the time by the UN Special Rapporteur on Torture over the decision not to prosecute and
punish the alleged authors of these deaths. It further expresses concern about the absence of
criminal prosecutions for the alleged destruction of torture evidence by CIA personnel, such
as the destruction of the 92 videotapes of interrogations of Abu Zubaydah and ‘Abd alNashiri that triggered Mr. Durham’s initial mandate. The Committee notes that in

November 2011 the DoJ determined, based on the Mr. Durham’s review, not to initiate
prosecutions of those cases (arts. 2, 12, 13 and 16).
The Committee urges the State party to:
Carry out prompt, impartial and effective investigations wherever there
is reasonable ground to believe that an act of torture and ill-treatment has been
committed in any territory under its jurisdiction, especially in those cases resulting in
death in custody;
Ensure that alleged perpetrators and accomplices are duly prosecuted,
including persons in positions of command and those who provided legal cover to
torture, and, if found guilty, handed down penalties commensurate with the grave
nature of their acts. In this connection, the Committee draws the attention to
paragraphs 9 and 26 of its General Comment No. 2;
Provide effective remedies and redress to victims, including fair and
adequate compensation, and as full rehabilitation as possible, in accordance with the
Committee’s General Comment No. 3 (2012) on the implementation of article 14 of the
Convention by State parties (CAT/C/GC/3);
Undertake a full review into the way the CIA’s responsibilities were
discharged in relation to the allegations of torture and ill-treatment against suspects
during U.S. custody abroad. In the event of a re-opening of investigations, the State
party should ensure that any such inquiries are designed to address the alleged
shortcomings in the thoroughness of the previous reviews and investigations.
Military accountability for abuses
The information provided by the State party’s delegation indicates that the U.S.
Department of Defense (DoD) has conducted “thousands of investigations since 2001 and
prosecuted or disciplined hundreds of service members for mistreatment of detainees and
other misconduct”. However, the Committee regrets that in the course of the dialogue, the
delegation provided minimal statistics on the number of investigations, prosecutions,
disciplinary proceedings and corresponding reparations. It has also received insufficient
information about the sentences and criminal or disciplinary sanctions imposed on
offenders, or on whether the alleged perpetrators of these acts were suspended or expelled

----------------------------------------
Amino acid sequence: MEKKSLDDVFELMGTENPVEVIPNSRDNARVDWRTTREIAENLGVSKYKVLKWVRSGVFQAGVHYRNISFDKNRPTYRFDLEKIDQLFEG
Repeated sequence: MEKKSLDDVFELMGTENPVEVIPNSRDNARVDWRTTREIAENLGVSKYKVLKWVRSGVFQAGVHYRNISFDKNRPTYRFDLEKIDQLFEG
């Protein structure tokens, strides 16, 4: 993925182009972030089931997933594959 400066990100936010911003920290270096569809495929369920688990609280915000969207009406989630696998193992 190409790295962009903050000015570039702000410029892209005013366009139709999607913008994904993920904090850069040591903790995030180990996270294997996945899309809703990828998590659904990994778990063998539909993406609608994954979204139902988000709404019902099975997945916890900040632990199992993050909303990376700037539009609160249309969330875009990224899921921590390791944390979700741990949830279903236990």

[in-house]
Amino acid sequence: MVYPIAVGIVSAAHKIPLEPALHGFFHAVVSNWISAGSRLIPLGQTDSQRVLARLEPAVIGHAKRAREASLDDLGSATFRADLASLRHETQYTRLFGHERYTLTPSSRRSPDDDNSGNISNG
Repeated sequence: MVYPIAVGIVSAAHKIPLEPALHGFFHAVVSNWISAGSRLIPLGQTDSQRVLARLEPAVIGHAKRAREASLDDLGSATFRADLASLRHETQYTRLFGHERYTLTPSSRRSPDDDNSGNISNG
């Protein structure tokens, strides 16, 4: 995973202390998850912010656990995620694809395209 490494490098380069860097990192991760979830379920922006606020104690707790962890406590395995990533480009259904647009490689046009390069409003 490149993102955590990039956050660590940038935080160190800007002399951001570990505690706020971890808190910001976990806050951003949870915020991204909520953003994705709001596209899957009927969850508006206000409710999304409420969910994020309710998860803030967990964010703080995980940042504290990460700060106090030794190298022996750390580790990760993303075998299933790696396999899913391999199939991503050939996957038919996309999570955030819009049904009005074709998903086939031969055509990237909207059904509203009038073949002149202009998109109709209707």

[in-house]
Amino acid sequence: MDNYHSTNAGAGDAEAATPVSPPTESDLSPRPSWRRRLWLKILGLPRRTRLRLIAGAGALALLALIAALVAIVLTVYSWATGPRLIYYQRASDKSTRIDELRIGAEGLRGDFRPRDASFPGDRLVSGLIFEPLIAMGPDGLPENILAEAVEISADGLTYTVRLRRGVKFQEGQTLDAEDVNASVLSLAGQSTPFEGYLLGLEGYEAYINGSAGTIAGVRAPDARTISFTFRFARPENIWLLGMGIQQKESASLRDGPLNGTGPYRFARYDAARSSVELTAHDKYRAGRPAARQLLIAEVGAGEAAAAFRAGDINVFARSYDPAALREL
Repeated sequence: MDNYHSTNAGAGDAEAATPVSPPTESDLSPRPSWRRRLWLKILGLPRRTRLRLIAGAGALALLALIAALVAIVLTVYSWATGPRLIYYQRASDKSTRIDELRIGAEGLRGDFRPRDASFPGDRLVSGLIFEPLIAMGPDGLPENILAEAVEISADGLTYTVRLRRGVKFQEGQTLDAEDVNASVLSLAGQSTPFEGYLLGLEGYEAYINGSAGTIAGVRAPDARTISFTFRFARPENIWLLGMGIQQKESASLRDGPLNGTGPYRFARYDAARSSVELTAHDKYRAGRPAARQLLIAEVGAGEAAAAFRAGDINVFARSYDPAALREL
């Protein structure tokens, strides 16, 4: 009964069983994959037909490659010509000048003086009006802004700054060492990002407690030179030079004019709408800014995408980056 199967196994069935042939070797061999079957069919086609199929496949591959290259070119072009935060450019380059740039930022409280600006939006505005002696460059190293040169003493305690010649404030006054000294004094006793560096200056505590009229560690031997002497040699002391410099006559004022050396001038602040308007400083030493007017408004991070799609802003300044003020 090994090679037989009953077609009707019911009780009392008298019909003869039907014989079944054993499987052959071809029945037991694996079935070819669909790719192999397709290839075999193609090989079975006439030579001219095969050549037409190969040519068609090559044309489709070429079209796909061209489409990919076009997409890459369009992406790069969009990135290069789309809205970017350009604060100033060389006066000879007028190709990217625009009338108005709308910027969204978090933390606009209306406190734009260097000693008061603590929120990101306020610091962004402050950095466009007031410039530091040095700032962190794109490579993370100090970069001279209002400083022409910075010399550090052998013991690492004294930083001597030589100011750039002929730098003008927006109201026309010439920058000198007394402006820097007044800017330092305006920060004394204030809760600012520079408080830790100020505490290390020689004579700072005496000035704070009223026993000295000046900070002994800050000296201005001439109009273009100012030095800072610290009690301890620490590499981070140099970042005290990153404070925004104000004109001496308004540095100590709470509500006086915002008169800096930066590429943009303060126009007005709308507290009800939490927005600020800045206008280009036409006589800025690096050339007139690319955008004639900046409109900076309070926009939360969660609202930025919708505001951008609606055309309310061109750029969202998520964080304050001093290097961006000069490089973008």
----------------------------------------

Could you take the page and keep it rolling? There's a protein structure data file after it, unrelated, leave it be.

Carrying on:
from the U.S. military pending the outcome of the investigation of the abuses. In the
absence of this information, the Committee finds itself unable to assess whether the State
party’s actions are in conformity with the provisions of article 12 of the Convention (arts. 2,
12, 13, 14 and 16).
The Committee urges the State party to:
Ensure the prompt and impartial investigation of all instances of torture
and ill-treatment by military personnel, that alleged perpetrators are prosecuted, and,
if found guilty, punish appropriately, and that effective reparation, including
adequate compensation, is granted to every victim;
Ensure that alleged perpetrators of torture or ill-treatment are
suspended from duty immediately for the duration of the investigation, particularly
when there is a risk that they might otherwise be in a position to repeat the alleged act
or to obstruct the investigation.
Guantanamo Bay detention facilities
The Committee expresses its deep concern about the fact that the State party
continues to hold a number of individuals without charge at Guantanamo Bay detention
facilities. Notwithstanding the State party’s position that these individuals have been

captured and detained as “enemy belligerents” and that under the law of war is permitted
“to hold them until the end of the hostilities”, the Committee reiterates that indefinite
detention constitutes per se a violation of the Convention. According to the figures
provided by the delegation, to date, out of the 148 men still held at the facility, only 33 have
been designated for potential prosecution, either in federal court or by military commissions
– a system that fails to meet international fair trial standards. The Committee notes with
concern that 36 others have been designated for “continued law of war detention”. While
noting that detainees held in Guantanamo have the constitutional privilege of the writ of
habeas corpus, the Committee is concerned at reports that indicate that federal courts have
rejected a significant number of habeas corpus petitions.
While noting the explanations provided by the State party concerning the conditions of
detention at Guantanamo, the Committee remains concerned about the secrecy surrounding
conditions of confinement, especially in Camp 7 where high-value detainees are housed. It
also notes the studies received on the cumulative effect that the conditions of detention and
treatment in Guantanamo have had on the psychological health of detainees. There have
been nine deaths in Guantanamo during the period under review, including seven suicides.
In this respect, another cause of concern is the repeated suicide attempts and recurrent mass
hunger strike protests by detainees over indefinite detention and conditions of detention. In